The papyri were bought by Joseph in 1835 and from them he translated the B of A. Detractors have claimed that non-LDS experts in Egyptian hieroglyphics interpret the papyri differently than Joseph did thus proving Joseph a false prophet. But it doesn’t take much research to dispel this old myth. LDS scholar Dr. Michael Rhodes writes about it.
“First of all, none of these manuscripts of the book of Abraham is in Joseph Smith’s handwriting. They are mostly in the handwriting of William W. Phelps, with a few short sections written by Warren Parrish. Nowhere in the documents is Joseph Smith designated as the author. Moreover, the Egyptian characters in the left hand margin were clearly written in after the English text had been written. These cannot be the working papers of a translation process. Instead, Phelps and Parrish seemed to have copied down the text of the book of Abraham and were then attempting to correlate that translation with some of the scrolls in the Church’s possession. These documents are most likely that preliminary stage of investigation and exploration the Lord prescribed in D&C 9:8 to “study it out in your mind.”
The Lord expects us to first do all we can to understand something (and in the process discover our own limitations) before we seek for direct revelation from him. This is what Phelps and Parrish were apparently doing, although their efforts were short-lived and unsuccessful. In fact these same men shortly after this began to turn away from the Prophet Joseph and fell into apostasy. If they had been parties to some fraudulent process of producing the book of Abraham, they would surely have denounced Joseph Smith for this, but they never did.” (Rhodes 1992)
So, in a very real way the evidence of the papyri is tainted. There is nothing to indicate they were the ones Joseph used. But still, this is brought up as an example of Joseph’s fallibility. You can read the rest of the piece here http://farms.byu.edu/publications/review/?vol=4&num=1&id=93.
Posted in Uncategorized | Tagged: Baptist, Book of abraham, Book of Mormon, Catholic, Joseph Smith, Methodist, Mormon theology, Prophecy, Prophets, Religion | 2 Comments »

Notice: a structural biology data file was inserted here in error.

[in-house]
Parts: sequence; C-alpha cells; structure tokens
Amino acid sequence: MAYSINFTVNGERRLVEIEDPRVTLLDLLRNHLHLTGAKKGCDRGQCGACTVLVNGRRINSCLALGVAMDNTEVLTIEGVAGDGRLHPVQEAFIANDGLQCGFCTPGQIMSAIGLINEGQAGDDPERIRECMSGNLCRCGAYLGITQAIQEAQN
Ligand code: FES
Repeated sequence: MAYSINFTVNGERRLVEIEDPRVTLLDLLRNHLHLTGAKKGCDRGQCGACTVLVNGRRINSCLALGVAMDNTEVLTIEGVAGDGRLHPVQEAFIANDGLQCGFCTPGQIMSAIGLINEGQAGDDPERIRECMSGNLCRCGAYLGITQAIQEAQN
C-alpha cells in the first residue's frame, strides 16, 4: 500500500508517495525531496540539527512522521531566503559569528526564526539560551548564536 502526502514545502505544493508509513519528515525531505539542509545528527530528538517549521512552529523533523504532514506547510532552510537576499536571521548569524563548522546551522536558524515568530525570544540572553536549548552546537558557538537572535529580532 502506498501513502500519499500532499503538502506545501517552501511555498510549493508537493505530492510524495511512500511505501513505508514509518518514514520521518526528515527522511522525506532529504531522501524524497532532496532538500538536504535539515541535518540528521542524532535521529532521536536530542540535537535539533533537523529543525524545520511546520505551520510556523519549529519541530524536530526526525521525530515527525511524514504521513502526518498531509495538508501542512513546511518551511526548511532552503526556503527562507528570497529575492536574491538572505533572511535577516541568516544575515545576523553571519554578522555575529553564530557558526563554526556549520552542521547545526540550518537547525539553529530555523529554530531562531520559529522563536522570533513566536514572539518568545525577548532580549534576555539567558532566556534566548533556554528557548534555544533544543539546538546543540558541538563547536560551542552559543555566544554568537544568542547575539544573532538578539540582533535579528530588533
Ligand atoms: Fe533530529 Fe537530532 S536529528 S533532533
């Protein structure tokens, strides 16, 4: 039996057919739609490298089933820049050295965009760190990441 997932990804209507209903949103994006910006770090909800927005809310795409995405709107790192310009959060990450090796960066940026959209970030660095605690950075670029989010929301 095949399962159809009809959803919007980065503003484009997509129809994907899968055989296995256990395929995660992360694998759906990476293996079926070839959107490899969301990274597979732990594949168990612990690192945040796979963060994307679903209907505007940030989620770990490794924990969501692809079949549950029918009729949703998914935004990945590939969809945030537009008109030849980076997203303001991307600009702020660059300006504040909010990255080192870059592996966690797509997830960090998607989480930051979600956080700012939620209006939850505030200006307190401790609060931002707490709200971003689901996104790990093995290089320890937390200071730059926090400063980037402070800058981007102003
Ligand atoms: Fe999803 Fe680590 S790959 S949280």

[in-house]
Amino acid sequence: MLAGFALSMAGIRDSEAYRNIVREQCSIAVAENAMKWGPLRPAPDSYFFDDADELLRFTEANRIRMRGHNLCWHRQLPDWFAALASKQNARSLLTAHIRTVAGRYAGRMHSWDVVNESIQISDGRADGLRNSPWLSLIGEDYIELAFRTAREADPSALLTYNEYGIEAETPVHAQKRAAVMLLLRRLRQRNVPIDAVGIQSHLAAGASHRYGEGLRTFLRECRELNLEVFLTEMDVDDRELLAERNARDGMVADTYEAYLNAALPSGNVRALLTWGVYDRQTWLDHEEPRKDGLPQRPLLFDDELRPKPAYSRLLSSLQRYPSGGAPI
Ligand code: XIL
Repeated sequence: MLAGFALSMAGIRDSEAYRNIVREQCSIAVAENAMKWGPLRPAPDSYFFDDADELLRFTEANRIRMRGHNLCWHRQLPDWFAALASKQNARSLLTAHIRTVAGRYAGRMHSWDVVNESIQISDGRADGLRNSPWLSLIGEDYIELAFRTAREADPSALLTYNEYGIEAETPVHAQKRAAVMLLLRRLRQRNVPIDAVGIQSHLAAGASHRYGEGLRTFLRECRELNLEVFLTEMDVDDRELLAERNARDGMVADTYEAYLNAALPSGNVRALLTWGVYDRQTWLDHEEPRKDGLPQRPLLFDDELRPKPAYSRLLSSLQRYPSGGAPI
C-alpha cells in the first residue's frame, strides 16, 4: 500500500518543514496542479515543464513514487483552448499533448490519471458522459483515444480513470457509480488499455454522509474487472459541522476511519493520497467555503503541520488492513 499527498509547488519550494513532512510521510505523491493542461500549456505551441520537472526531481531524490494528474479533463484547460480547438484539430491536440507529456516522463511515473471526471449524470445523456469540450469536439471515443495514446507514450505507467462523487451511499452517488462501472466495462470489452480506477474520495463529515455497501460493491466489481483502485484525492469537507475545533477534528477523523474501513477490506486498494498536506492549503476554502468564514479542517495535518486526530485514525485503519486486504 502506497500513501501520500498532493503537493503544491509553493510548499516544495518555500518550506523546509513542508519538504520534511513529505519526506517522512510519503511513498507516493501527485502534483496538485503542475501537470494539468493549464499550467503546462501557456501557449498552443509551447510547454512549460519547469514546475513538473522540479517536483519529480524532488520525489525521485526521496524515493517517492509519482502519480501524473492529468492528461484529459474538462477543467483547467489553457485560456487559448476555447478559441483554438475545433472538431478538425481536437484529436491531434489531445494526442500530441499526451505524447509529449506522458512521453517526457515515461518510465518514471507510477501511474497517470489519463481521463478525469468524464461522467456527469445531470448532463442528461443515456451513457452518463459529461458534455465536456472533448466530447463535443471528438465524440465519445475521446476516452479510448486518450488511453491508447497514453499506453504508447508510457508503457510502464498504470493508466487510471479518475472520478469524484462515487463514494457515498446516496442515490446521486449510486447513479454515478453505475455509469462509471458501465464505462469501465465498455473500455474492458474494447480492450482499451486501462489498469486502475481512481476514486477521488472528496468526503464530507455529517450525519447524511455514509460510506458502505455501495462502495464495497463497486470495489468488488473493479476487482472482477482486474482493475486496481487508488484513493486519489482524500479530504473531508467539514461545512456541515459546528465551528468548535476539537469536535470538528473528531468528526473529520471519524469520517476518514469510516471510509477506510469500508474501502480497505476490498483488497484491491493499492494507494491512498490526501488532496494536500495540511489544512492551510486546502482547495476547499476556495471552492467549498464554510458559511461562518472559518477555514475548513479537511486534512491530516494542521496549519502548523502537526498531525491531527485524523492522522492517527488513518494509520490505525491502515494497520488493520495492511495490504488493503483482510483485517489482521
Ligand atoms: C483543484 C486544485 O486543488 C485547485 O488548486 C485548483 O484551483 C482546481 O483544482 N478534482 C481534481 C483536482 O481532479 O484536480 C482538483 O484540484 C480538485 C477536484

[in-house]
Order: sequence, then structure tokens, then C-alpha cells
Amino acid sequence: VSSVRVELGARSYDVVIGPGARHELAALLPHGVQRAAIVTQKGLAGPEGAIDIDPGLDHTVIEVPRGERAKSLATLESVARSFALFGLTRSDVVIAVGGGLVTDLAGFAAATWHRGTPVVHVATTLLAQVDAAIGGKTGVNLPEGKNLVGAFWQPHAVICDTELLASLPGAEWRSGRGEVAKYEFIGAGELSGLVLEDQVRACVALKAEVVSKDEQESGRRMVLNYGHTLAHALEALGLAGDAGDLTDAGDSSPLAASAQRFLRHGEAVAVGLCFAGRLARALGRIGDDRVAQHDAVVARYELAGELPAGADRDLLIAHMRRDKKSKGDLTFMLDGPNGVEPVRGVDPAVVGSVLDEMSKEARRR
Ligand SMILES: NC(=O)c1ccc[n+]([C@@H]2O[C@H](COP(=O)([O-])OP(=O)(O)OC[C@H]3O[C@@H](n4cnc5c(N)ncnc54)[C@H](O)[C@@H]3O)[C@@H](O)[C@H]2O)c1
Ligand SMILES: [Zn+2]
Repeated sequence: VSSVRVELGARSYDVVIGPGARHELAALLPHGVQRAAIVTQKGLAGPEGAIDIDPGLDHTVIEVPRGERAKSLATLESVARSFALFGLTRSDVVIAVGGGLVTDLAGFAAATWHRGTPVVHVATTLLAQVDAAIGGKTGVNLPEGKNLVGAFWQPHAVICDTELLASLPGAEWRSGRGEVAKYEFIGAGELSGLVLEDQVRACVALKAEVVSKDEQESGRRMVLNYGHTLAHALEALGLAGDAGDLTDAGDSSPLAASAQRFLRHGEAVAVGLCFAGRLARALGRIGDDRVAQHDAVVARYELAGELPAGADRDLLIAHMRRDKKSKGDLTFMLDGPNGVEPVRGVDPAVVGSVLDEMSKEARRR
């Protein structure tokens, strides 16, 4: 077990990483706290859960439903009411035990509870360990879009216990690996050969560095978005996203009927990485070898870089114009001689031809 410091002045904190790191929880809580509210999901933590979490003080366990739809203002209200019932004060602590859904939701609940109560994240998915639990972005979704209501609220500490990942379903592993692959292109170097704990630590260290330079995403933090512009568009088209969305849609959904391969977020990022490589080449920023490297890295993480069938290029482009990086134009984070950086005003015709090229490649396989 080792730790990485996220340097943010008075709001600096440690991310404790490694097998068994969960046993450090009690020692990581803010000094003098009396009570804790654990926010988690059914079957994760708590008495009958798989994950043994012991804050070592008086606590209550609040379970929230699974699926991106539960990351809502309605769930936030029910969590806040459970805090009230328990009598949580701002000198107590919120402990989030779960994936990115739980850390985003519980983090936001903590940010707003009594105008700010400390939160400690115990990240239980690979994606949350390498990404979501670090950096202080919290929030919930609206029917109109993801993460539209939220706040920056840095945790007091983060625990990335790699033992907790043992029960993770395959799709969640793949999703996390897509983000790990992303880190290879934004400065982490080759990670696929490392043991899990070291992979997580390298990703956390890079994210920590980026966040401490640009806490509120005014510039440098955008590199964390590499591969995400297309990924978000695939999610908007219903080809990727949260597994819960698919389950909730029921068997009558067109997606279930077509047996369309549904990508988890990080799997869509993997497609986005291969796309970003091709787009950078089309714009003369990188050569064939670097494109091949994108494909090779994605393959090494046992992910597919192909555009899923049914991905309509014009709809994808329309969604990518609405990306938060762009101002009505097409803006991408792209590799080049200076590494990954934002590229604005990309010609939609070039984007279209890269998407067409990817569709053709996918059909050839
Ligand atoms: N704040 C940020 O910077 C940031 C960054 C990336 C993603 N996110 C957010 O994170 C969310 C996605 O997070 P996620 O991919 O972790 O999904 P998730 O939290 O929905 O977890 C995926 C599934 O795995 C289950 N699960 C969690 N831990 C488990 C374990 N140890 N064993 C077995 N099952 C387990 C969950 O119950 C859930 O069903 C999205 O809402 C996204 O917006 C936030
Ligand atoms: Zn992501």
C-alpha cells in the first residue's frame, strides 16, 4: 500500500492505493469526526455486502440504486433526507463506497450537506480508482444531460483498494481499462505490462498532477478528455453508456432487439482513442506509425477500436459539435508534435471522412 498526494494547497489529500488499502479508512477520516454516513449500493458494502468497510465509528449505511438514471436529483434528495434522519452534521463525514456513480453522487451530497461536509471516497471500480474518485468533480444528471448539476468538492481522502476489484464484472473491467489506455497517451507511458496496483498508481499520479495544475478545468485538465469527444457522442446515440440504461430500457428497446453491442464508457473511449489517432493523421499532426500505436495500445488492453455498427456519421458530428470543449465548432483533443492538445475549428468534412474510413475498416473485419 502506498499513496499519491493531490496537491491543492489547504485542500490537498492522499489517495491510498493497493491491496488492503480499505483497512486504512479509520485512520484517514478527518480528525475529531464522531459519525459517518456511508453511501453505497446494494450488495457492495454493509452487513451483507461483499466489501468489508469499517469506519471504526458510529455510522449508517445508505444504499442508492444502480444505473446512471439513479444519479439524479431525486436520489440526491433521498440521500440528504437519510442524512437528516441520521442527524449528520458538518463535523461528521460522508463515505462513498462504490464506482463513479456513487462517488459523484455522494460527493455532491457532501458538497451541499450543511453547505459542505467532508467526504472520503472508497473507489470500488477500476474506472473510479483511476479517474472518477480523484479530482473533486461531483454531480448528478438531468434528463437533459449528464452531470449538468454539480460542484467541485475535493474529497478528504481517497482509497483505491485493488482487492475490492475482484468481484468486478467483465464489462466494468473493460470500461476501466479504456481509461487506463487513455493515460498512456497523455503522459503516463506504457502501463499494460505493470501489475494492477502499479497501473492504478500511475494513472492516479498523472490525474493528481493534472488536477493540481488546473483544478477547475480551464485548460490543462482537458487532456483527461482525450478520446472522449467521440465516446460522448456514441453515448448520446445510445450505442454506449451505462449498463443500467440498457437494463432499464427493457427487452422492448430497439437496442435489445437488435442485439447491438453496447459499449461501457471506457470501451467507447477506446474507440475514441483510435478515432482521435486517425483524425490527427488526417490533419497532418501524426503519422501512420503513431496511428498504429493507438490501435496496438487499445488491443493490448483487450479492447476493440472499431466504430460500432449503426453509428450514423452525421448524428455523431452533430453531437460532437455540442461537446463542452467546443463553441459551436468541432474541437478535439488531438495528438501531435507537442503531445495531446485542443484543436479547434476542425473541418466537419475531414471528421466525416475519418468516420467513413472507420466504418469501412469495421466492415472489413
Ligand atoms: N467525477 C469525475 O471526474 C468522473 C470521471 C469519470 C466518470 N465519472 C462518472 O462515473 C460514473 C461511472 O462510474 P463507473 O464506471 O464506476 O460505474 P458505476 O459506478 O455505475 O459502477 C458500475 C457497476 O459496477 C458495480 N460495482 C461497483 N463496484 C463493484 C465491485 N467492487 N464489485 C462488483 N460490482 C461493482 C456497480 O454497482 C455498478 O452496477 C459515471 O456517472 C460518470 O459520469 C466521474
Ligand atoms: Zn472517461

Posted by JLFuller on August 10, 2008
In a bishops interview we are asked if we are living the principles of the Gospel. That is, praying, paying a full tithing, attending our meetings, living a chaste life if unmarried, observing God sanctioned sexual behavior within the bounds of marriage between one man and one woman, observing the sanctity of the Sabbath, reading the scriptures daily, regular temple worship for those with a recommend and so forth. Yet I have yet to talk with anyone who espouses the former-Mormon-turned-anti-Mormon point of view who kept the vows they made with God when they entered the waters of baptism, received confirmation and took upon themselves Temple covenants.
The very manifestations of the Holy Ghost that we so regularly need are based on how well we live the promises we make to God. When we make these covenants we essentially agree to live by a higher standard than others do. We chose to rise above the normal human understanding of things and seek to understand God by changing the natural man. We acknowledge that the natural man is an enemy to God and promise to work towards being a more holy person and that we desire to be a Son of God in the biblical sense Paul talks about – that is, more Christ like. When we break our covenants we give up the right to the companionship of the Holy Ghost. In fact I suggest we regress to a point of no promise. In essence we loose our faith.